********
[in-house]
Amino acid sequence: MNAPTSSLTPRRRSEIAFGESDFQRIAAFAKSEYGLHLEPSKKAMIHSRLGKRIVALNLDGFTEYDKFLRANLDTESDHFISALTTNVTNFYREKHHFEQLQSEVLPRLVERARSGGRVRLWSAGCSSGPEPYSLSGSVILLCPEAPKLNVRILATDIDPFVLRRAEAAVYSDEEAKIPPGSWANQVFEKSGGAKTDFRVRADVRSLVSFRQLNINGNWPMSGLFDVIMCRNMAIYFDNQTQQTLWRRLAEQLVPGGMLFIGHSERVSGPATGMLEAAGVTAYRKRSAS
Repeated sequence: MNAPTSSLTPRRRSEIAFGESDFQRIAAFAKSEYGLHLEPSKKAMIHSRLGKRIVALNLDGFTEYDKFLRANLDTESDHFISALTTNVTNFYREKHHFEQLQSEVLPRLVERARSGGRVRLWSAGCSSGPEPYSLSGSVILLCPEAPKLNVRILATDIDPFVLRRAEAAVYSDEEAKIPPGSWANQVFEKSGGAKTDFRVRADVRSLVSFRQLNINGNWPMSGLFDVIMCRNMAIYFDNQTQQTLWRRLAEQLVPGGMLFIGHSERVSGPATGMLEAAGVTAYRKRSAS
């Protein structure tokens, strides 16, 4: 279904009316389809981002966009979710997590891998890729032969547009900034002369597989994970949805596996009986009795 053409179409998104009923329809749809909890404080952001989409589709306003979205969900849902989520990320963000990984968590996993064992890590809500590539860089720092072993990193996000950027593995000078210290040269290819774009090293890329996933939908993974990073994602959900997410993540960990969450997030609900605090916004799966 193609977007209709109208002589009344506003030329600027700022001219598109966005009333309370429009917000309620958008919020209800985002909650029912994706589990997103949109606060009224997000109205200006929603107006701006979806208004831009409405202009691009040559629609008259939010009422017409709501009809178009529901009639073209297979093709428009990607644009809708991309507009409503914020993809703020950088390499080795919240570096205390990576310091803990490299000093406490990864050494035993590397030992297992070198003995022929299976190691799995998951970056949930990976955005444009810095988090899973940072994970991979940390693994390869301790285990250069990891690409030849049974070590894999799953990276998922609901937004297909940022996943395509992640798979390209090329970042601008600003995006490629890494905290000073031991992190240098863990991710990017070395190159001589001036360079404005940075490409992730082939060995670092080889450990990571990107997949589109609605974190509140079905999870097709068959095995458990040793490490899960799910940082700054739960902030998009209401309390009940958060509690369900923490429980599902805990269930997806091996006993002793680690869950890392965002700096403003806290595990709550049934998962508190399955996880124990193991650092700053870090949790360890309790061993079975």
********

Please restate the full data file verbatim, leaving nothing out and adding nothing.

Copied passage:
[in-house]
Amino acid sequence: MNAPTSSLTPRRRSEIAFGESDFQRIAAFAKSEYGLHLEPSKKAMIHSRLGKRIVALNLDGFTEYDKFLRANLDTESDHFISALTTNVTNFYREKHHFEQLQSEVLPRLVERARSGGRVRLWSAGCSSGPEPYSLSGSVILLCPEAPKLNVRILATDIDPFVLRRAEAAVYSDEEAKIPPGSWANQVFEKSGGAKTDFRVRADVRSLVSFRQLNINGNWPMSGLFDVIMCRNMAIYFDNQTQQTLWRRLAEQLVPGGMLFIGHSERVSGPATGMLEAAGVTAYRKRSAS
Repeated sequence: MNAPTSSLTPRRRSEIAFGESDFQRIAAFAKSEYGLHLEPSKKAMIHSRLGKRIVALNLDGFTEYDKFLRANLDTESDHFISALTTNVTNFYREKHHFEQLQSEVLPRLVERARSGGRVRLWSAGCSSGPEPYSLSGSVILLCPEAPKLNVRILATDIDPFVLRRAEAAVYSDEEAKIPPGSWANQVFEKSGGAKTDFRVRADVRSLVSFRQLNINGNWPMSGLFDVIMCRNMAIYFDNQTQQTLWRRLAEQLVPGGMLFIGHSERVSGPATGMLEAAGVTAYRKRSAS
């Protein structure tokens, strides 16, 4: 279904009316389809981002966009979710997590891998890729032969547009900034002369597989994970949805596996009986009795 053409179409998104009923329809749809909890404080952001989409589709306003979205969900849902989520990320963000990984968590996993064992890590809500590539860089720092072993990193996000950027593995000078210290040269290819774009090293890329996933939908993974990073994602959900997410993540960990969450997030609900605090916004799966 193609977007209709109208002589009344506003030329600027700022001219598109966005009333309370429009917000309620958008919020209800985002909650029912994706589990997103949109606060009224997000109205200006929603107006701006979806208004831009409405202009691009040559629609008259939010009422017409709501009809178009529901009639073209297979093709428009990607644009809708991309507009409503914020993809703020950088390499080795919240570096205390990576310091803990490299000093406490990864050494035993590397030992297992070198003995022929299976190691799995998951970056949930990976955005444009810095988090899973940072994970991979940390693994390869301790285990250069990891690409030849049974070590894999799953990276998922609901937004297909940022996943395509992640798979390209090329970042601008600003995006490629890494905290000073031991992190240098863990991710990017070395190159001589001036360079404005940075490409992730082939060995670092080889450990990571990107997949589109609605974190509140079905999870097709068959095995458990040793490490899960799910940082700054739960902030998009209401309390009940958060509690369900923490429980599902805990269930997806091996006993002793680690869950890392965002700096403003806290595990709550049934998962508190399955996880124990193991650092700053870090949790360890309790061993079975």